NaNoWriMo Adventure: Here we go again

Around the world this weekend, writers of all shapes, sizes and experience are at the starting line of a literary marathon.

November means National Novel Writing Month (NaNoWriMo) where more than 300,000 participants are given the goal of writing an entire novel – 50,000 words in just 30 days. This year, NaNoWriMo writers are also aiming to raise a massive $1.3 million to help bring free creative writing programs to nearly 500,000 kids and adults in 200 countries. For the second year in a row, I am taking my place among them.

Could you write 50,000 words in a month? Image Credit: Robert Couse-Baker via Flickr Creative Commons.

Some people will be taking a ‘pantser’ approach. They haven’t planned; they’re simply putting pen to paper, or fingers to keyboards and diving in, letting the words take them where they will.

Others, like me, are planners. Last year I nailed down every chapter and many scenes before I started. I used a pyramid approach, starting with a one line description of my novel and working it layer after layer until I was ready to write. I am a NaNoWriMo winner and thrilled that despite the challenges of two small children and other work I achieved the 50,000 word target. I remember sitting dazed and bewildered at my computer as December rolled in, trying to process the fact I had just written the first draft of a novel – and some of a second … wow. Re-reading the draft, so much of it felt as if a stranger had written it. During the month I had burnt the dinner, left washing undone and slept far less than necessary, but I did it.

ten questions with the editor

Well this year I’m trying something a little different. I’ve done less micro planning and instead focused on what my key plot points are and at approximately what point in the word count they should appear – the incidents that keep my tension rising, my midpoint reversal and my ultimate climax. I’ve also spent lots of time with my characters, learning about them and trying to find their voices and stories. I can now easily slip into my fictional world and I can’t wait to see how they manage to overcome the challenges about to come their way.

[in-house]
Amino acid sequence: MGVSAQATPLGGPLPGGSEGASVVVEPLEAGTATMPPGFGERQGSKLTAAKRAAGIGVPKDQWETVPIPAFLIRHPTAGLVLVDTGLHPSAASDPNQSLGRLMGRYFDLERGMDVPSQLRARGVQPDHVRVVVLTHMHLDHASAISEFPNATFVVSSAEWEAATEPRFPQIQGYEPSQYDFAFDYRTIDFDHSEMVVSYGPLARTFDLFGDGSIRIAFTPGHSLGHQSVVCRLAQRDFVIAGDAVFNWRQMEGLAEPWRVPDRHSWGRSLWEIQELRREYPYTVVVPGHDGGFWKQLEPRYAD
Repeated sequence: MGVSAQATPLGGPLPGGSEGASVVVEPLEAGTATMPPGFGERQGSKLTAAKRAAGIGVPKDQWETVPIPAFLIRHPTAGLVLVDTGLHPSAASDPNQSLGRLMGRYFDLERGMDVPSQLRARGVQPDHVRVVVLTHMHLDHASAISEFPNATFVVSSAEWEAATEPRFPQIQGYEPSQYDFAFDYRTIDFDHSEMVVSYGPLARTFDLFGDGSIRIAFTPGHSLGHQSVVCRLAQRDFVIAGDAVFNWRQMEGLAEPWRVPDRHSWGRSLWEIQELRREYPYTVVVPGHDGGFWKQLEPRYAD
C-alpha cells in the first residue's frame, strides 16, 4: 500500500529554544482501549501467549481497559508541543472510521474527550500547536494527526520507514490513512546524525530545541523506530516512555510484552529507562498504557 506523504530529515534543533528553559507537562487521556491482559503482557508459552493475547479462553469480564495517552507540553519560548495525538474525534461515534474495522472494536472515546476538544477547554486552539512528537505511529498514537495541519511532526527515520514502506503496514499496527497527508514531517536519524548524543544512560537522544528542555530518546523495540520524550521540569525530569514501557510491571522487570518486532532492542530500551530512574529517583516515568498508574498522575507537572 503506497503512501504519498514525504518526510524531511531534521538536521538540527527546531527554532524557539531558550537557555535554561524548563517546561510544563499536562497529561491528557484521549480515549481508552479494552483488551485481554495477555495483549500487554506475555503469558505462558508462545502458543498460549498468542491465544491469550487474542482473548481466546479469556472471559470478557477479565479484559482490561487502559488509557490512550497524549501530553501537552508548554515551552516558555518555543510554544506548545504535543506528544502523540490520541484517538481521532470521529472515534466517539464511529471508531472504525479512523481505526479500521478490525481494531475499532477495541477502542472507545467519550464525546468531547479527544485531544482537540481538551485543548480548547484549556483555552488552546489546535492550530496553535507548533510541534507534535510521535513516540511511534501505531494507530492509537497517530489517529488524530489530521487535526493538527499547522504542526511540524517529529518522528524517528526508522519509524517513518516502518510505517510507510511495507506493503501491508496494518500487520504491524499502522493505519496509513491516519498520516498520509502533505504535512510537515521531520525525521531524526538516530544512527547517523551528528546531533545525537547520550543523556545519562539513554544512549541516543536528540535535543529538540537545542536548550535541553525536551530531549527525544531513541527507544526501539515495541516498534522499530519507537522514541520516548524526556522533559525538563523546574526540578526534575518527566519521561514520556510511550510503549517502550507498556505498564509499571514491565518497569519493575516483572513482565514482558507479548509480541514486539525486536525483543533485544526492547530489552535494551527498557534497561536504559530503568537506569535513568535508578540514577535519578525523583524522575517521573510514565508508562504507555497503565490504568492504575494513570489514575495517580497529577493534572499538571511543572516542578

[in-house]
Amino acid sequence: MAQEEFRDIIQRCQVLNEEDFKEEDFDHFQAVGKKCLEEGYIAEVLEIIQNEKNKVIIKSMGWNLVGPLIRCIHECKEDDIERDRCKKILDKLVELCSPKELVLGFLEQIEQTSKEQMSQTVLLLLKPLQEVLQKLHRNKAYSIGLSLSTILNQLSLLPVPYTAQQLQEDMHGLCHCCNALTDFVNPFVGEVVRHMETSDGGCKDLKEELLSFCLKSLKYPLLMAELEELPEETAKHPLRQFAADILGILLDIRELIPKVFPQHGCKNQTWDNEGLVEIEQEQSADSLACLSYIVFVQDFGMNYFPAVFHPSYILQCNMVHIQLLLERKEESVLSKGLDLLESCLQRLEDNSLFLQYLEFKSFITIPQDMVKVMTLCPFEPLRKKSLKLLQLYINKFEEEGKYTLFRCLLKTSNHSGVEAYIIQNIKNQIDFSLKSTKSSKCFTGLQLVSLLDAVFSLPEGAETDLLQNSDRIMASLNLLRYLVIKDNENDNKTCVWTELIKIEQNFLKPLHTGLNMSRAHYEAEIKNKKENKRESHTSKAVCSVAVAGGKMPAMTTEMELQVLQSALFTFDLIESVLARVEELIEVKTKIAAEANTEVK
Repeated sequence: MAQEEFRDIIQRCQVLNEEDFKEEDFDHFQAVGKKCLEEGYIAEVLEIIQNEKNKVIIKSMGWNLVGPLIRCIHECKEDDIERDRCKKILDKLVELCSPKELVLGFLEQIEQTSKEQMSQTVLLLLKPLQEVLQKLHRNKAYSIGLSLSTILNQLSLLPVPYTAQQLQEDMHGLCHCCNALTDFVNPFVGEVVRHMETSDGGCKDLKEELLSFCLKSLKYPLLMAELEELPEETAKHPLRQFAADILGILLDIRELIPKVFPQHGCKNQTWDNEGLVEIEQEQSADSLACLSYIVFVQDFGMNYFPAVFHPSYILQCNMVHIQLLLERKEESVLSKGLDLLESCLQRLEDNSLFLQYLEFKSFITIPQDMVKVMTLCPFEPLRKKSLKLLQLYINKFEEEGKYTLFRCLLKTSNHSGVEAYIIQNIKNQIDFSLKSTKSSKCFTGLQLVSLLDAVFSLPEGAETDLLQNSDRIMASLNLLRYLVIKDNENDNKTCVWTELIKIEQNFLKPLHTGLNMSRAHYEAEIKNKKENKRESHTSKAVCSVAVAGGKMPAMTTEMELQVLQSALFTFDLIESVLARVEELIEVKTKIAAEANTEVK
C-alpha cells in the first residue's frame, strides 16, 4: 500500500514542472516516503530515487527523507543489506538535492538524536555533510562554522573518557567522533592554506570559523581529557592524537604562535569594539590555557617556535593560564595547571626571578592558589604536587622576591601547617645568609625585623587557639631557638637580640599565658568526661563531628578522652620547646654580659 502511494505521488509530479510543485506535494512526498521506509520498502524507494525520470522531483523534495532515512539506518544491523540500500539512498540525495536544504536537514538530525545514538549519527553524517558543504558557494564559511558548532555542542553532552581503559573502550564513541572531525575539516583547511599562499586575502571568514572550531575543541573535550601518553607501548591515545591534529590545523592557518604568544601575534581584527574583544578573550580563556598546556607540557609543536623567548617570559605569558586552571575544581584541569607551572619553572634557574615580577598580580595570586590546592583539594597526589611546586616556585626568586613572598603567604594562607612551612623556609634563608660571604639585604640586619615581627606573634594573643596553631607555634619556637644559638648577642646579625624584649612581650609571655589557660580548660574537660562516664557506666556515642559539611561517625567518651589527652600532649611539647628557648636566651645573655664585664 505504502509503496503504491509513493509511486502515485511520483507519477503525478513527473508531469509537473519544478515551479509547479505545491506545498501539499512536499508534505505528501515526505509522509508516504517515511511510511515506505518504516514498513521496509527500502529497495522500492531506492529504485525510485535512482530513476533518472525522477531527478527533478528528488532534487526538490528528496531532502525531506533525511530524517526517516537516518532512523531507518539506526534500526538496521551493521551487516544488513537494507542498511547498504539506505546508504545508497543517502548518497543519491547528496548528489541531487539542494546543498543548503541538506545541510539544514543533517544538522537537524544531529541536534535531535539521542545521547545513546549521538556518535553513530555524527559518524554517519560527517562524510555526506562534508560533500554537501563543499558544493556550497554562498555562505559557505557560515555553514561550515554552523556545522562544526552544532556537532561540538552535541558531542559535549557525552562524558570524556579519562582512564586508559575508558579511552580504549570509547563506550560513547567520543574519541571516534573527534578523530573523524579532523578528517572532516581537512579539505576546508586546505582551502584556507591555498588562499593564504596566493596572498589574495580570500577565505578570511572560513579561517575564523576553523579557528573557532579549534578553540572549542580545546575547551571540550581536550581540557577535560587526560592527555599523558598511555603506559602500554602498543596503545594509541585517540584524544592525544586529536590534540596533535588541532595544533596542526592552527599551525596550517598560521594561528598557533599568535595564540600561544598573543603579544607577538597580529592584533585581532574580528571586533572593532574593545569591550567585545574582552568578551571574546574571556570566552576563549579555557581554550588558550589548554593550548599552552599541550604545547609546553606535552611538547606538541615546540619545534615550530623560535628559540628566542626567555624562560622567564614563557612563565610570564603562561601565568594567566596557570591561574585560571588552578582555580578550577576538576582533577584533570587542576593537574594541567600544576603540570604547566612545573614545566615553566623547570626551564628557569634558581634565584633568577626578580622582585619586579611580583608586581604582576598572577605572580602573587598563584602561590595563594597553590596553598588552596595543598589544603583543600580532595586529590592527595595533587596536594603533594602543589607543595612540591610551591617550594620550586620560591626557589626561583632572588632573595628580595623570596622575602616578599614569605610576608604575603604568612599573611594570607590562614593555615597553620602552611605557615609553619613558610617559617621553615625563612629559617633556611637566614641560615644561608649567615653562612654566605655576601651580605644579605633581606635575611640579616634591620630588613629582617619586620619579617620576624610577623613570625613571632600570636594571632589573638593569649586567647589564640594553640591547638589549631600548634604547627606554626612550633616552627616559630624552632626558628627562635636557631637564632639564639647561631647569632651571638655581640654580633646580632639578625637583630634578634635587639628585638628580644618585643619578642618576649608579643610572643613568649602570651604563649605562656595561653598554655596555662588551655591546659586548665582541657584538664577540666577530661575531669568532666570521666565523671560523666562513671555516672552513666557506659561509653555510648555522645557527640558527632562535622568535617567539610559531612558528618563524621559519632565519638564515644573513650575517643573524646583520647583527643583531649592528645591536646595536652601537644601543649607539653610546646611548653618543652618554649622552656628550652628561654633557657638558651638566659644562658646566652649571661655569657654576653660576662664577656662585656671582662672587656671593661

Adding writing every day to my other commitments, including the print deadline for a magazine I edit, is both daunting and exhilarating. I am giving myself permission to follow my writing dreams and a reason to keep going every day – no matter how hard it gets.

I’m thrilled to be able to share my NaNoWriMo journey with you again this year. I’m sure it’s going to be rollercoaster ride. So strap in and let the NaNoWriMo adventure begin!

Kristin Prescott

Kristin Prescott is an experienced writer and journalist. She has fiction and non-fiction work published in Australia and overseas and has written for the Seven Network in News and Current Affairs, Sunrise, the ABC and Sky News Australia. Kristin is the editor of the NSW Society of Women Writer's quarterly magazine and e-news and has co-authored two children's novels which have been awarded 'Best National Book' in the WABIAD competition. She freelances in news and current affairs and writes for a number of websites as well as working on her children's novel. She also blogs on writing and life at

Recent Posts